ABC News’ Rick Klein (@rickklein) reports:
The bipartisan “Gang of Six” proposal on the deficit continues to draw attention from rank-and-file senators, even as House leaders come out in opposition to any plan that includes new revenues as part of a deal.
“It's a step in the right direction,” Sen. Rob Portman, R-Ohio, who was budget director under President George W. Bush, told us on ABC’s “Top Line” today. “It's the one effort out there where you've got Republicans and Democrats coming together. And I think it could actually mesh well with what I think is the ultimate solution here with regard to the debt limit increase.”
While many Republicans are pushing back against the notion of including revenues as part of any deal, Portman said tax reform must be built in to a bipartisan solution.
“We've signed up to the concept that we do need a bipartisan approach here, and it's got to deal with tax reform, and it's got to deal with the long-term problem — which is sustainability of these entitlement programs,” Portman said.
Portman also acknowledged that, while polls show the public as more supportive of President Obama’s deficit proposals than the Republicans’, the GOP has been less than effective at times in terms of messaging.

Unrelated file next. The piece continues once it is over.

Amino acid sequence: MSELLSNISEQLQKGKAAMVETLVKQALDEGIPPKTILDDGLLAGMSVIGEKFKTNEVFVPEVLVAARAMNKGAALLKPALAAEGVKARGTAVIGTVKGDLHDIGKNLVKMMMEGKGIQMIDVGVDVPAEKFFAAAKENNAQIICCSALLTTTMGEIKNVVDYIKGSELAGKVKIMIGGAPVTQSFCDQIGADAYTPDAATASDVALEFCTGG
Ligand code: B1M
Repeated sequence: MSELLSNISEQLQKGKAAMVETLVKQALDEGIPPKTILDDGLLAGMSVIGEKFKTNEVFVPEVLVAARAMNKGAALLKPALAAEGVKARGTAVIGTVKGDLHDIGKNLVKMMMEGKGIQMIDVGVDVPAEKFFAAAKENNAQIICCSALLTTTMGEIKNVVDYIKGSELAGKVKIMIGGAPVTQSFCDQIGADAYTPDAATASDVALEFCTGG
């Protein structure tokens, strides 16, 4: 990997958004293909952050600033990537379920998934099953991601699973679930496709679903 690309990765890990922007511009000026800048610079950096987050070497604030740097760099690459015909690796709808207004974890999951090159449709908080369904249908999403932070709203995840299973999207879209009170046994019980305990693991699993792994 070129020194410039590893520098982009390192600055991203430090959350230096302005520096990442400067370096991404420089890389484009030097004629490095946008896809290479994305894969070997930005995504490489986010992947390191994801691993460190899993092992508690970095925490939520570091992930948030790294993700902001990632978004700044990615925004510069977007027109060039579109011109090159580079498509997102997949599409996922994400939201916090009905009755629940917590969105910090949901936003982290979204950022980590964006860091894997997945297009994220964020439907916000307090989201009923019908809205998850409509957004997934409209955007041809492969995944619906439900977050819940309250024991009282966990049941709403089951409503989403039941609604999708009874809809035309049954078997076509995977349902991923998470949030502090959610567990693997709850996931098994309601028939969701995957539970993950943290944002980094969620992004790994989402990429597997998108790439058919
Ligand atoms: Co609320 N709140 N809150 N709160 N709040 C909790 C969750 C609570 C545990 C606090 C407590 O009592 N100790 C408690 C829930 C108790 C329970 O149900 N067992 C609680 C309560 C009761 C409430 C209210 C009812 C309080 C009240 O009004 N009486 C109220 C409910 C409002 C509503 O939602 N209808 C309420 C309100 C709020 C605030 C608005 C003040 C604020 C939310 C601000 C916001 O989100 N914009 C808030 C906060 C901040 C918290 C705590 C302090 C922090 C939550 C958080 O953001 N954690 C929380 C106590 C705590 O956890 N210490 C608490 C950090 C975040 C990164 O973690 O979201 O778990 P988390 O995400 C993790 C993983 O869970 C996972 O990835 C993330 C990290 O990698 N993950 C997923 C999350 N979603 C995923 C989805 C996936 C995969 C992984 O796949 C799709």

“I don't know if there have been missteps in terms of substance, maybe in terms of some of the message and communication. But if you look at those same polls, they'll tell you that most of Americans get it, which is that we have to reduce the spending,” he said.
Portman said he disagrees with those in his party who say it’s not critical to increase the debt ceiling.
“We cannot allow the country to go into this post-debt-limit period. It would be a huge mistake, in my view,” he said. “It would hurt the economy, it would hurt beneficiaries, and, frankly, it's something that we can avoid by coming up with a sensible agreement to reduce the spending — which is the problem — and deal with these other problems.”
Watch the full interview with Sen. Rob Portman HERE.
UPDATE: After this interview aired, A Portman spokesperson contacted ABC News to say the senator “believes we have a spending problem, not a revenue problem, and that tax reform should be used not to increase revenue, but to bring about a more efficient and competitive tax code by lowering rates while clearing out underbrush.”